Editing Emma by Chloe Seager was another book that I spotted at YALC in July. I was intrigued by the blurb – especially by the fact that it’s about a blogger. As a blogger, it’s pretty cool to see that there’s a book written all about a girl and her blog! Here’s what I thought…
When Emma Nash is ghosted by love of her life Leon Naylor, she does what any girl would do – spends the summer avoiding all human contact, surrounded by the Chewit wrappers he left behind.
Seeing Leon suddenly ‘in a relationship’ on Facebook, however, spurs Emma into action. She vows to use the internet for good (instead of stalking Leon’s social media),chronicling her adventures on her new Editing Emma blog.
But life online doesn’t always run smoothly.
From finding her mum’s Tinder profile, to getting catfished and accidentally telling the entire world why Leon Naylor is worth no girl’s virginity… Surely nothing else could go wrong?!
Editing Emma by Chloe Seager:
I had no idea what we first impressions of Editing Emma would be. The synopsis made it out to be a kind of fun teeny book that I’d probably think is okay and give to a friend, but when I read it, I LOVED IT. Okay, it was still a been teeny – I can definitely imagine it being suitable for younger YA readers as well as older ones – but it was so much fun to read!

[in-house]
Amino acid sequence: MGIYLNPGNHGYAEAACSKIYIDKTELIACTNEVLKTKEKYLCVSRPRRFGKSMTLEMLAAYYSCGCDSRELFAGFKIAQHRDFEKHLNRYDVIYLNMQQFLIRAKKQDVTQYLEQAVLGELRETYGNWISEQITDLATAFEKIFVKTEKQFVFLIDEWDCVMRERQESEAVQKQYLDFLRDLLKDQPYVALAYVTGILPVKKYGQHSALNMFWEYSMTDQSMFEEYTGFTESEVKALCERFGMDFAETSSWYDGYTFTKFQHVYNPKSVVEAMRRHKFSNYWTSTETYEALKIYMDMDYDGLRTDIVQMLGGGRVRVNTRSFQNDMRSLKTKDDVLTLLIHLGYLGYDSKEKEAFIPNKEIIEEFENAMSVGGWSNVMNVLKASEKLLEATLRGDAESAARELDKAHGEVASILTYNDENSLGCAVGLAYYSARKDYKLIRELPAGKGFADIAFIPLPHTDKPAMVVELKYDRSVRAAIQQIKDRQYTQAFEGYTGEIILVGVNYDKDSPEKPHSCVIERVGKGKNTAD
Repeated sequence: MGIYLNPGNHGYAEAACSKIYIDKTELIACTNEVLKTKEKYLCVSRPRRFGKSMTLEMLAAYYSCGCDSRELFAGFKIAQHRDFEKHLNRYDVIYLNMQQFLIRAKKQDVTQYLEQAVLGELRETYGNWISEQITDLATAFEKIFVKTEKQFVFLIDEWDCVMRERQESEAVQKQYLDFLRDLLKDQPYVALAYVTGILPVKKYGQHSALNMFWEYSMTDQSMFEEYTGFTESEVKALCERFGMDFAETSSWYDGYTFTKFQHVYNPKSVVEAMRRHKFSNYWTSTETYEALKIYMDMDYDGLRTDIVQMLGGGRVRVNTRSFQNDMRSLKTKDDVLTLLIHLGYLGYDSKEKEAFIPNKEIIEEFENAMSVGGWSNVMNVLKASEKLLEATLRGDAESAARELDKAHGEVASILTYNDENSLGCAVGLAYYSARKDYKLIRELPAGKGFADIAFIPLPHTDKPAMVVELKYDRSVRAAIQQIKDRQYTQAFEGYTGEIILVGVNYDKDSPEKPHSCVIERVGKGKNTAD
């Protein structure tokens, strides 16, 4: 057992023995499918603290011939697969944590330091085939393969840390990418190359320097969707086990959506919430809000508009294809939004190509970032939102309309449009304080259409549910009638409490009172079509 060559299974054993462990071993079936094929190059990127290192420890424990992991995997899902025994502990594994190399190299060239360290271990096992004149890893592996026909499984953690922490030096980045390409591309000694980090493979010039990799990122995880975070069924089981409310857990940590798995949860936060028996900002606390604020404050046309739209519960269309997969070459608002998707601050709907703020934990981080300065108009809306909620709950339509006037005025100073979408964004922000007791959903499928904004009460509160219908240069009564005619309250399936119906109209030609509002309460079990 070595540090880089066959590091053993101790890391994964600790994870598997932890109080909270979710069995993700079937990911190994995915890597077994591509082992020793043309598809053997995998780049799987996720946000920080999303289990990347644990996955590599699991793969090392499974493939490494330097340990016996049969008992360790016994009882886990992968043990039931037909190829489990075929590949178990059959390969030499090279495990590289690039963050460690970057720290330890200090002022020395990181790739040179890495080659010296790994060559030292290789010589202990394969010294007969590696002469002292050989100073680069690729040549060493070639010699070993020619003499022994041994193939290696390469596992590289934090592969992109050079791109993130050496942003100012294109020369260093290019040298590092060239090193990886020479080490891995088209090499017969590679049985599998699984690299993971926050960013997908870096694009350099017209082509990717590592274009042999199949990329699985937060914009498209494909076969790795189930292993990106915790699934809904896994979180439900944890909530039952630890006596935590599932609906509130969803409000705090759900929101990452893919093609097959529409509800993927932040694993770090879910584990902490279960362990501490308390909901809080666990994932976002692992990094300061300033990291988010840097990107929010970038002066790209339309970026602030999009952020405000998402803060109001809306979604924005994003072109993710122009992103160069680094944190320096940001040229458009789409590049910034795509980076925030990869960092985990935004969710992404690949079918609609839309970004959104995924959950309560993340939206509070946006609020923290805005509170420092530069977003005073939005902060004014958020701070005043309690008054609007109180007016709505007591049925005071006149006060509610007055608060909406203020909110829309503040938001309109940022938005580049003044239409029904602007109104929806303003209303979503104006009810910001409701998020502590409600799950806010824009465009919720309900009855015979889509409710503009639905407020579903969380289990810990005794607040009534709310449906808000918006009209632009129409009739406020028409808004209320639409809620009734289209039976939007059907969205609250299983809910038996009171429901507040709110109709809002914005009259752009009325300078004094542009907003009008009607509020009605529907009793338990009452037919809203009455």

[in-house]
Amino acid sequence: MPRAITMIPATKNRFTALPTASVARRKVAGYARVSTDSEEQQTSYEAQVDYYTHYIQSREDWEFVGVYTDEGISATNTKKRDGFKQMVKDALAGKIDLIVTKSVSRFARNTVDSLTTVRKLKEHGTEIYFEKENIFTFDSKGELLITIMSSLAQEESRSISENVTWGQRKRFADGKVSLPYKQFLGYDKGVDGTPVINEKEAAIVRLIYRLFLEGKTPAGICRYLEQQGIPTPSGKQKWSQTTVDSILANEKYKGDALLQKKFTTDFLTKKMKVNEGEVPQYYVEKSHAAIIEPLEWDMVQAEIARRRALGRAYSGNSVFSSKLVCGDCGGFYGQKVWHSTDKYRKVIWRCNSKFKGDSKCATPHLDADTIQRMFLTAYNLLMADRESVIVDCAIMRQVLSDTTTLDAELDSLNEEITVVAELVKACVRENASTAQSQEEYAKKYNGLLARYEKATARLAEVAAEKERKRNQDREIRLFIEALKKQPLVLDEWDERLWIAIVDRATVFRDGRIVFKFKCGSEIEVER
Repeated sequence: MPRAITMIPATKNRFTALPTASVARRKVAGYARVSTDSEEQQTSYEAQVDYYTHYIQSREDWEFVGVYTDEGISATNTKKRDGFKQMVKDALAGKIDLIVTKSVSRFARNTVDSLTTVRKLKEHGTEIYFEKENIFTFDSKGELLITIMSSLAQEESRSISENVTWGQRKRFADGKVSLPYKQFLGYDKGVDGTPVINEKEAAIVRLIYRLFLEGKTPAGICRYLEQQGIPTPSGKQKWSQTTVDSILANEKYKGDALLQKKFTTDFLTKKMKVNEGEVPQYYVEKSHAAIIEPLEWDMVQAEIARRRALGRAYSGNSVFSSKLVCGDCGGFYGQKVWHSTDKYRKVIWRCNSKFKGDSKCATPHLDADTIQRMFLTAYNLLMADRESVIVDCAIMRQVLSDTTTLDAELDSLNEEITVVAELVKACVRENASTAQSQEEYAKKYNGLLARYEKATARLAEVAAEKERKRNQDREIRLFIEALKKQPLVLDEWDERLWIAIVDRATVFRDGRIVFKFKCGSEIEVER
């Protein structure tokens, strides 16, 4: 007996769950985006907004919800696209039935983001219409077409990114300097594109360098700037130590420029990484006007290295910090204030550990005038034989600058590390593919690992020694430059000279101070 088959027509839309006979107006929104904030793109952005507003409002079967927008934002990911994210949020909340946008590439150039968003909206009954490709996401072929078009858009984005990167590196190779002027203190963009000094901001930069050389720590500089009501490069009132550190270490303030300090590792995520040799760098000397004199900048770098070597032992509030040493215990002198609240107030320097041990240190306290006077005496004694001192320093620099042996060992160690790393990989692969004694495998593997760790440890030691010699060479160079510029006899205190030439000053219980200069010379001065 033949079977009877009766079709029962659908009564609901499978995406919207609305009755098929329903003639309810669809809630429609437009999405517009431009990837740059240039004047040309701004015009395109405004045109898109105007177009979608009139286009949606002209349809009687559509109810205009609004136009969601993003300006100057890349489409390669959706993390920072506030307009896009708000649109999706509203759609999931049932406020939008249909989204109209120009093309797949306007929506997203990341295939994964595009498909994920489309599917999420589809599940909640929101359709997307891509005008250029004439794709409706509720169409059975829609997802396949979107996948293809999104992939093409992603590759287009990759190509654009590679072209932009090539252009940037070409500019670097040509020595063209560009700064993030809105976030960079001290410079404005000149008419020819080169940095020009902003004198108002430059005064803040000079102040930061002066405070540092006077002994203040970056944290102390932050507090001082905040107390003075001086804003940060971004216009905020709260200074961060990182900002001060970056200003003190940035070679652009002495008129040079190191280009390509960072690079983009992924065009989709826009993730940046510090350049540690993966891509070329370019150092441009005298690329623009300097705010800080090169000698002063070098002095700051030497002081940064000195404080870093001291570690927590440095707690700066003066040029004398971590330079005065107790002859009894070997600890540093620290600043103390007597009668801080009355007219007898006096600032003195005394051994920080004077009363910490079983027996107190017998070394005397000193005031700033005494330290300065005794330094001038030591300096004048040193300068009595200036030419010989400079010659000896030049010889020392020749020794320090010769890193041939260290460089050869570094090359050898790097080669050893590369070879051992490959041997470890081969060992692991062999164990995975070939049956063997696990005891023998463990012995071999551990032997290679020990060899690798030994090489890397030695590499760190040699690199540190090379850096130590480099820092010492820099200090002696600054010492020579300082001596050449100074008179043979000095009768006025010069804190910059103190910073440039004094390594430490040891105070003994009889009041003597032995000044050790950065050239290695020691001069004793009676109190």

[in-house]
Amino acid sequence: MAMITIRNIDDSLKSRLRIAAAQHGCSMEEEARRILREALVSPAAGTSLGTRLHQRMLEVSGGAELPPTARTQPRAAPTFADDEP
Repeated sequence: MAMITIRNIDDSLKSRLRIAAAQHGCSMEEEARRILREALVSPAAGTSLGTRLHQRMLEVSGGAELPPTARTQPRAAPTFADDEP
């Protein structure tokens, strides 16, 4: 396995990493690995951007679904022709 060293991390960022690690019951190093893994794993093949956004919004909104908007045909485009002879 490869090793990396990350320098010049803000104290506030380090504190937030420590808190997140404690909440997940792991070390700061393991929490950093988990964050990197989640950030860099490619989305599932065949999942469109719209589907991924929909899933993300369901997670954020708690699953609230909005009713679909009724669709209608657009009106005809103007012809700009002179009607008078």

The whole book is filled with so much wit, clever humour and descriptions that made me cry with laughter. It definitely reminded me of the Georgia Nicholson series by Louise Rennison – Emma and Georgia would get on so well! If you loved reading those books as a teenager, you’ll love Editing Emma. It has the same dry, sarcastic humour and the misfit friend group that we all loved in the Georgia Nicholson series.
I couple of things I especially loved were the range of characters and their diversity, and the topics they discussed in their everyday conversations. There are so many teen books where the characters are all cookie cutter moulds of a typical teenage girl. It gets incredibly boring to see the same kind of character appear over and over again, so in Editing Emma, it was refreshing to see so many different types of characters – from open, happy-to-talk-about-anything Emma to her friend who is a lesbian and too scared to come out to her heavily religious family.
In terms of the conversations they had, there was everything from religion and politics to masturbation and strained family relationships. Emma’s relationship with her mum was a particularly interesting one, and again, it was refreshing to see a parent-daughter relationship that is completely unlike any YA book I’ve read.
This is the kind of book that every single teenage (or twenty-something) girl needs to read. If you need some serious cheering up or you’re looking for something completely harmless, lighthearted and fun, Editing Emma is the book for you!
Click the links below to buy a copy of Editing Emma* or read about it on Goodreads:
*Note: Affiliate links used – click here for details. 🙂